Find it at your library!

It’s October—time to scare the pants off ourselves!

I have been planning my creepy fall reading list for several weeks now. As soon as the daytime temperatures start flirting with the 60s (even if they boing back up like they’re attached to a bungee cord a few days later), it’s like an alarm goes off in my head. For some people, that alarm signals pumpkin spice time, but for me it means I start inhaling all the scary shit I can get my hands on.

First up: The Devil in Silver. I have wanted to read Victor LaValle for a long time now, but as someone who is A) squeamish about gore and violence, and B) liable to spiral into depression if the subject matter gets TOO dark, I couldn’t quite get up the nerve to dip my toe in the water. His most recent novel, The Changeling, made a huge splash when it came out in June, but after reading the synopsis and trigger warning-laden reviews, I knew I couldn’t hang. But I refused to be denied entry into the Victor LaValle fan club, so I delved into his back catalog to see if there was something for a reader like me. As soon as I saw the comparisons to One Flew Over the Cuckoo’s Nest, I knew The Devil in Silver was the one.

The comparisons make sense, even though LaValle’s characters themselves talk about the Kesey novel and disdain it (I’ll let you read the book to find out why). LaValle’s novel takes place in a psychiatric wing of a hospital and centers around a new admit who doesn’t fit in and stirs things up among the other patients. Pepper, in many ways the quintessential blue-collar man’s man, is brought to the hospital by cops who know he isn’t in need of mental health services, but due to some bureaucratic nonsense, it’s easier for them to drop him off there and end their long shifts rather than take him to booking. The assumption is that Pepper will be evaluated, found to be cognitively normal, and released after 72 hours, but LaValle shows that being on the ward is enough to make even a sane person crazy, whether he started that way or not.

It doesn’t bode well for Pepper’s odds of getting released that a monster stalks the ward at night. He’s seen it, and even though he doesn’t want to get too close to anyone inside—after all, he’s not one of them—he’s pretty sure some of the other patients know what the thing is. The staff, when questioned, pretend they don’t know what he’s talking about, and an entire hallway with a reinforced door at the end is off-limits to patients. Whatever’s down that hall, it isn’t friendly.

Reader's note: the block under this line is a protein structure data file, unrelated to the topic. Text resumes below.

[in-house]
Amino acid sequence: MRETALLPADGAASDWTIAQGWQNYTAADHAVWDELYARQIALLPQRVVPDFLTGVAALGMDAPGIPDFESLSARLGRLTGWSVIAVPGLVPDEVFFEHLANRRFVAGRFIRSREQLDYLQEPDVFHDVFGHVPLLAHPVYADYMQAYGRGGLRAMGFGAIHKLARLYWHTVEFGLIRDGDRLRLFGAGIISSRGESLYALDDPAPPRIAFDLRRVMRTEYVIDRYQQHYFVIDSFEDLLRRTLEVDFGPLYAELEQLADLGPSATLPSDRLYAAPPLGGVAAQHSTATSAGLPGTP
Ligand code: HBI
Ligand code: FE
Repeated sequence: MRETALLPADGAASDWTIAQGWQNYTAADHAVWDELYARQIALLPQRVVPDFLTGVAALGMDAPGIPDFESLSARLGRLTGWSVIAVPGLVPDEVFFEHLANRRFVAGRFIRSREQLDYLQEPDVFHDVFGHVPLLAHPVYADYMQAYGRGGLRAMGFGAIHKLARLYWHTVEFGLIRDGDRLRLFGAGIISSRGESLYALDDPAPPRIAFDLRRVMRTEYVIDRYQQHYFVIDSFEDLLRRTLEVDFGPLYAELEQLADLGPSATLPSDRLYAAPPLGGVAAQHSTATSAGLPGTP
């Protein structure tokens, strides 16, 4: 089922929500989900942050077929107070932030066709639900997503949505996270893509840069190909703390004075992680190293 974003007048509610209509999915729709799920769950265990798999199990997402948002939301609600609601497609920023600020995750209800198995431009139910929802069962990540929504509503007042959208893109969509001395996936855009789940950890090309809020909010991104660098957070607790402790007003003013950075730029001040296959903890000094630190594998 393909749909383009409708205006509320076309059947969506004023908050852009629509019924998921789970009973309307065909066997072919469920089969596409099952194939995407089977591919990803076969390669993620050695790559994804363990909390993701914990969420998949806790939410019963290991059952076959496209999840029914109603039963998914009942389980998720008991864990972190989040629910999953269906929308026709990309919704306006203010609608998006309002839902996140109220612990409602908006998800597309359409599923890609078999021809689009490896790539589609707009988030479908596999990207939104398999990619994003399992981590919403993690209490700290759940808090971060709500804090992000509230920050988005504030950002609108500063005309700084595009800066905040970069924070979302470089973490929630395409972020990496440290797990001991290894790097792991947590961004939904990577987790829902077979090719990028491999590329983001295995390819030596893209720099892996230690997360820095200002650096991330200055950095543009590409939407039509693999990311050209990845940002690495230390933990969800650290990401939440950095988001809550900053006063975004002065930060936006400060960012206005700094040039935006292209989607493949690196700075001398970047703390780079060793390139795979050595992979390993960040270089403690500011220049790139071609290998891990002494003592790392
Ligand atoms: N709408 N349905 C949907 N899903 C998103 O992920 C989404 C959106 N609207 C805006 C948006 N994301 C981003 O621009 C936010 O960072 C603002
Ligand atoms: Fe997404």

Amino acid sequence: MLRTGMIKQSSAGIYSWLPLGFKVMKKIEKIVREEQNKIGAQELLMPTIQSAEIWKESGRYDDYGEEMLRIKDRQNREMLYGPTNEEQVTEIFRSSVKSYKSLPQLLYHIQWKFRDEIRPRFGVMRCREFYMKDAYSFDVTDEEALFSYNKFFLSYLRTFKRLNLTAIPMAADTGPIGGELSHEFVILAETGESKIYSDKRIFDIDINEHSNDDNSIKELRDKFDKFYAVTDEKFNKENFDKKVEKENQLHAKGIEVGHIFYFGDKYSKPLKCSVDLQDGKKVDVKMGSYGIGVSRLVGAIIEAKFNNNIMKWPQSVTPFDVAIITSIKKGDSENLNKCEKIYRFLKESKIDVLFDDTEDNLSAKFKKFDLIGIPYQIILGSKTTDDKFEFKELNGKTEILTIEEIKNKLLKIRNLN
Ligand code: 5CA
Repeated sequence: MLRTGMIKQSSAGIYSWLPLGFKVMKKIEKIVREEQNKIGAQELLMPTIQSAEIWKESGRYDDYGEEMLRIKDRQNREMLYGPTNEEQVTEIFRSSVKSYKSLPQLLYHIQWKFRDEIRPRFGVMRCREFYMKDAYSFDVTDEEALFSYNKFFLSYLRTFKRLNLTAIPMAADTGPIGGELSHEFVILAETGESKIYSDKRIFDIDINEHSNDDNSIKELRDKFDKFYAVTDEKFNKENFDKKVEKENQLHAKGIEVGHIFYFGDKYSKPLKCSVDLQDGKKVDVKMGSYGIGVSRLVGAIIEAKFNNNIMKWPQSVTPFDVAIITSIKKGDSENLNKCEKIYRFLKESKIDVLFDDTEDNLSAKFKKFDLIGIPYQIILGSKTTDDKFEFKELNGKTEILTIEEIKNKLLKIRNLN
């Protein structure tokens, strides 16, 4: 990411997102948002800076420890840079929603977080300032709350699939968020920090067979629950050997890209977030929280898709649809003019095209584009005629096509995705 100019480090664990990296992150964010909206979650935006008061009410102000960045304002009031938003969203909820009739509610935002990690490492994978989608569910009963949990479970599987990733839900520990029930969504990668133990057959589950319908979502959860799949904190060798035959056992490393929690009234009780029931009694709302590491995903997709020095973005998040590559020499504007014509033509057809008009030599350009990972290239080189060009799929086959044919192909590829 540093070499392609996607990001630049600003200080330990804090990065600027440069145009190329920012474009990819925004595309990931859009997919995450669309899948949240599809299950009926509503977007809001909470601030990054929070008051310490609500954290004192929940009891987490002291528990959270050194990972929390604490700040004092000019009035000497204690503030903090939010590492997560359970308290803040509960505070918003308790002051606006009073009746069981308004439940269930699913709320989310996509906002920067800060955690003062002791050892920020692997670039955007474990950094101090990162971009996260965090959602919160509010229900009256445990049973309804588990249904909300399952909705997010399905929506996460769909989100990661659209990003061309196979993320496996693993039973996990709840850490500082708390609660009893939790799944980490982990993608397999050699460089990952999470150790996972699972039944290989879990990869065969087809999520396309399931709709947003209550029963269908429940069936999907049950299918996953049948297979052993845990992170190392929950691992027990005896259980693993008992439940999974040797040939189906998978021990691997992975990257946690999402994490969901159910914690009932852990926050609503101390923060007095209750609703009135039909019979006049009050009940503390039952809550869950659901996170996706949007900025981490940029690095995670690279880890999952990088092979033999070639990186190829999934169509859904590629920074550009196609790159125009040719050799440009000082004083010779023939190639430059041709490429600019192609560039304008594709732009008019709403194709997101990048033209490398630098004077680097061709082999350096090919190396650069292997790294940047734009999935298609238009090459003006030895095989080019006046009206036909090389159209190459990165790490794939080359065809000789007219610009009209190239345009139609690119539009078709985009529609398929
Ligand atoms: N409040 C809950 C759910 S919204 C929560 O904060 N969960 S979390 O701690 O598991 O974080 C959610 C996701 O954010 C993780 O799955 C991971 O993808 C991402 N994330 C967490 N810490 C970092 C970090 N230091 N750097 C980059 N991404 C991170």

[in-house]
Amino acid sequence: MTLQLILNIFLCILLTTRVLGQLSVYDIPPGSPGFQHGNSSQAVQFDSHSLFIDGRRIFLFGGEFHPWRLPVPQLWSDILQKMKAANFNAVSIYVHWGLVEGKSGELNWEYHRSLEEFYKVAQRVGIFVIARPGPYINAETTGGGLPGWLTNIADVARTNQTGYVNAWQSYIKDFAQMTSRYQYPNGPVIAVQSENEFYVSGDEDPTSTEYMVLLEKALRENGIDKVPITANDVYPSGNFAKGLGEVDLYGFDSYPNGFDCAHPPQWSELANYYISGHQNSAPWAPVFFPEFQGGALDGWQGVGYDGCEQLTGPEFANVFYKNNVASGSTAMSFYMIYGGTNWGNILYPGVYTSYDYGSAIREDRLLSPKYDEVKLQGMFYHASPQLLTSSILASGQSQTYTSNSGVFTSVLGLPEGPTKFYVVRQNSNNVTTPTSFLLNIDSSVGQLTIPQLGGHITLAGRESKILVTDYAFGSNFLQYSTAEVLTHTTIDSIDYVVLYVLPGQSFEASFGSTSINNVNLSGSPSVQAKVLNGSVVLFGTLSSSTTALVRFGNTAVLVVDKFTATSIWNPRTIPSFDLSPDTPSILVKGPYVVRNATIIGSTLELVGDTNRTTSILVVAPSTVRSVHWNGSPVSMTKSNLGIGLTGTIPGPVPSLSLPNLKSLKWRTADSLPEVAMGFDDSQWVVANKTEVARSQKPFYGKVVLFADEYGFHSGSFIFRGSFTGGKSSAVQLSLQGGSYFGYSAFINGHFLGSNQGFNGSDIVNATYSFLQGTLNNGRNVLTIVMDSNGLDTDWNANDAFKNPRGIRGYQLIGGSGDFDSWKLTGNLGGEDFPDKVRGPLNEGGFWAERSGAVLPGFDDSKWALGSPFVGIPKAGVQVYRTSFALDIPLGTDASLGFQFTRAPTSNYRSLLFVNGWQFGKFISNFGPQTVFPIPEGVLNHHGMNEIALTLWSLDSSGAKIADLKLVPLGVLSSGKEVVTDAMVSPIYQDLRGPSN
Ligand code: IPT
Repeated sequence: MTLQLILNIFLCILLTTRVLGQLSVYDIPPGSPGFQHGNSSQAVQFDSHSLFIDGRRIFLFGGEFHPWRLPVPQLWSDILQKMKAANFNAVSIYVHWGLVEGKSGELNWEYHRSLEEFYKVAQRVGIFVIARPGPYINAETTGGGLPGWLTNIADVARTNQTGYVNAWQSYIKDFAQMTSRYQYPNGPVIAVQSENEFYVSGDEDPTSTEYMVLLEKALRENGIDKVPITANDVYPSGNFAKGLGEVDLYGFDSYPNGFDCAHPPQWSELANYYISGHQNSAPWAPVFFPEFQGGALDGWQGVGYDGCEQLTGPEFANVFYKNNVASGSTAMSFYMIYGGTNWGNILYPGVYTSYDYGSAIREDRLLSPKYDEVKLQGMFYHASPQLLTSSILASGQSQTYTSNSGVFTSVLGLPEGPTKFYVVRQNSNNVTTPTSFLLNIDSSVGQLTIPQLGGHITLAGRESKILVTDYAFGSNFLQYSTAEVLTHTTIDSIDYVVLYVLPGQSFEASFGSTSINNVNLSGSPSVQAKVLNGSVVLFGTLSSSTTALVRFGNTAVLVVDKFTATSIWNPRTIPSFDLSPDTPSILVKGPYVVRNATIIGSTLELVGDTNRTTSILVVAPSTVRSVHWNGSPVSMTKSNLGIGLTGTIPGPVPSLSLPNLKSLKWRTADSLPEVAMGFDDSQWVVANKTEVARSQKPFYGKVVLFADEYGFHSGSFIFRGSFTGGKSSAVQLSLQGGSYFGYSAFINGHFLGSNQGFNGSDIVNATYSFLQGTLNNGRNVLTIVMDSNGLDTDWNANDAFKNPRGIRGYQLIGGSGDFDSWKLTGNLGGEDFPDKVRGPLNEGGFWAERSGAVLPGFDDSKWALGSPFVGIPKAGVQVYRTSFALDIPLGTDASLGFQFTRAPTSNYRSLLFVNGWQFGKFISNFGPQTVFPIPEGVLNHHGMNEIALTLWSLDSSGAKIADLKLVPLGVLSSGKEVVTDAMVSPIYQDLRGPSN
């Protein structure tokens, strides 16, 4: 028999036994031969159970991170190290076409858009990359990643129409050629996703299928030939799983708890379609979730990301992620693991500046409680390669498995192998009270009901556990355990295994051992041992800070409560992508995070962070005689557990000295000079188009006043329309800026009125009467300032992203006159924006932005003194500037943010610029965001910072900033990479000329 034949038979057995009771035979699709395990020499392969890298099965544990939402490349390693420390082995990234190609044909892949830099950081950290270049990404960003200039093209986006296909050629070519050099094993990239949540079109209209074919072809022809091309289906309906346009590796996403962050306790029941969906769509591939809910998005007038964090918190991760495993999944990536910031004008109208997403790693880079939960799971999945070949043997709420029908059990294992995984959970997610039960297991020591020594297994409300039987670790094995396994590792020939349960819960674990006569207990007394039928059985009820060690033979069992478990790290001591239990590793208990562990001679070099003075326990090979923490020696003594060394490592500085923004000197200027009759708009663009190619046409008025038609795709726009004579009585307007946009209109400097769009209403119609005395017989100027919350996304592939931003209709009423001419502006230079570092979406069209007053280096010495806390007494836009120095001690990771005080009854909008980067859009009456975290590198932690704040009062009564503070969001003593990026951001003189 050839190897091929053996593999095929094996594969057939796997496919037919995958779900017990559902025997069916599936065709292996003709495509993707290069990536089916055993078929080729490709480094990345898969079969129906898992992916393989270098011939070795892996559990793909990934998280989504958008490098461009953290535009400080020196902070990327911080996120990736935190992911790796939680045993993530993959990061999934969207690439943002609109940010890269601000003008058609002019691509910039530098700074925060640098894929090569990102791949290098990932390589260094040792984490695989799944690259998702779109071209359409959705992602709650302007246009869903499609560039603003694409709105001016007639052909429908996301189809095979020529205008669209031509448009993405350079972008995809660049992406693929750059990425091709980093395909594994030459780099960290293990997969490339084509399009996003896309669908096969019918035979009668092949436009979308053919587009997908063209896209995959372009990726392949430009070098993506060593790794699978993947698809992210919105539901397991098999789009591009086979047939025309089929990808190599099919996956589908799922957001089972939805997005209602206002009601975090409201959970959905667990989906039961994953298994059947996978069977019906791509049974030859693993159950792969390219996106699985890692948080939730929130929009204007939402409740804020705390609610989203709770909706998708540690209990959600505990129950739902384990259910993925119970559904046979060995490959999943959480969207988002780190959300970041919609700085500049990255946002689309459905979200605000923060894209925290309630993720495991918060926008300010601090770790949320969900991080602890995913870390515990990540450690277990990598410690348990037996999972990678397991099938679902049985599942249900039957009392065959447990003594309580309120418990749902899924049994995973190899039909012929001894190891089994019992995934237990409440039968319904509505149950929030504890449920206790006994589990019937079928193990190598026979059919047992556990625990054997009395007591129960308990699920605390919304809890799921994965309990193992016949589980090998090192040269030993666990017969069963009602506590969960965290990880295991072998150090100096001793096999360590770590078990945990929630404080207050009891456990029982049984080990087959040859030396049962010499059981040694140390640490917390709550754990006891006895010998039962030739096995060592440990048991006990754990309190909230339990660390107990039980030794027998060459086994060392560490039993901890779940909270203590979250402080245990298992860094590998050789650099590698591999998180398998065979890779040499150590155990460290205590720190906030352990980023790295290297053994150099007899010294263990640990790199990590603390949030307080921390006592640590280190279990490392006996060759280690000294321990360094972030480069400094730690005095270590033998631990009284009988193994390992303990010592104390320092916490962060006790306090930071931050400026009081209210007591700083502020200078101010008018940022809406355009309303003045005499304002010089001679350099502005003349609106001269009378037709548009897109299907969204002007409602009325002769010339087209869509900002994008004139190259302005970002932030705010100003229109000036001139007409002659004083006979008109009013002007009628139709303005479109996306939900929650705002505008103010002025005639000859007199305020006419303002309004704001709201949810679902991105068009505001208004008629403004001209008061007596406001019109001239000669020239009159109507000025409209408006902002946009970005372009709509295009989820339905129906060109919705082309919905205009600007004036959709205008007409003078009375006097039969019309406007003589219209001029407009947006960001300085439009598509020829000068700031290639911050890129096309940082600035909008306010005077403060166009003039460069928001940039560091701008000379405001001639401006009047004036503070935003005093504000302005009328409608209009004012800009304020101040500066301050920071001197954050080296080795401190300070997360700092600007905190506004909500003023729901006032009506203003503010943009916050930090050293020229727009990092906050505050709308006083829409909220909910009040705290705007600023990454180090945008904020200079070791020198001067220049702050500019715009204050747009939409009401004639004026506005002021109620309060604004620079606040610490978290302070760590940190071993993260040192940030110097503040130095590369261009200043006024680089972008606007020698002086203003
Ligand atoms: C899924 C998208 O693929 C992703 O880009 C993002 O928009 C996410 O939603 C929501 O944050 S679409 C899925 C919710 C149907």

This story starts out pretty creepy with all the talk of monsters and the not-knowing what’s on the loose at night, but midway it takes a turn and becomes scary in an entirely different, more existential way. Turns out, exhausted and disillusioned medical professionals are actually a whole lot scarier than things that go bump in the night.

I’m glad I can now legitimately count myself one of LaValle’s fans. If you too are in the market for reads befitting this spooky season, I’ll be posting my creepy fall reads all month long! See the CreepyFallReads tag, or you can see my favorite creepy books from the past under the DeliciouslyCreepy tag.

Find it at your library!

I’d been familiar with the concept forever, but I didn’t have a name for it until an early episode of New Girl when Schmidt decided to dump CeCe for her own good by being mean to her until she gave up on him. Fortunately for their relationship (for a while, anyway), CeCe knew Schmidt was a fan of Jack London’s novel White Fang and immediately caught on to what he was doing. 

“Are you White Fanging me?” she asked. Schmidt tried to play innocent, but everyone knew White Fang was the only book on his Kindle (though he points out that he has “many PDFs”).

Not a fan of half-hour Fox sitcoms or wolf books? That’s okay, you’ve still seen this shtick enough times to be bored by it. People get together, but one of them decides the other is too perfect for them and proceeds to sabotage the relationship for the other’s perceived benefit. Because love may be grand, but nothing feels as good as being a martyr.

Now, I normally don’t have much patience for plots that hinge on White Fanging. I also am not typically enthused to read about vampires (none of us are really over Twilight yet, are we? Will the specter of Twilight ever clear, so that we can enjoy vampire-y stuff without immediately imagining Kristen Stewart’s pasty face and heavy mouth-breathing?). But I am willing to make allllll the exceptions for Certain Dark Things.

These are vampires like you haven’t seen before. Moreno-Garcia has created different races (breeds?) of vampires, originating from all over the world and in varying degrees of creepiness. Atl is a Tlahuihpochtli from the North hiding out in Mexico City after several of her family members were wiped out by rival vampires. On the train, she meets Domingo, a garbage collector and streetwise kid who is drawn to the mysterious woman and her big bioengineered dog. Maybe because she’s feeling vulnerable, Atl asks Domingo back to her place, and so begins one of the strangest yet sweetest partnerships I’ve ever seen in fiction.

Of course, because Atl is a vampire and Domingo is just a kid with a heart of gold, there’s all kinds of ambivalence and tooth-gnashing about whether or not they should be friends, let alone anything more. But Domingo has all these good qualities—he’s protective, strong, smart, resourceful—and he keeps coming in super-handy, because Atl is being hunted by the same vampires who took out her family.

Don’t let the White Fanging or the vampires scare you away—Certain Dark Things is a dark, fun ride.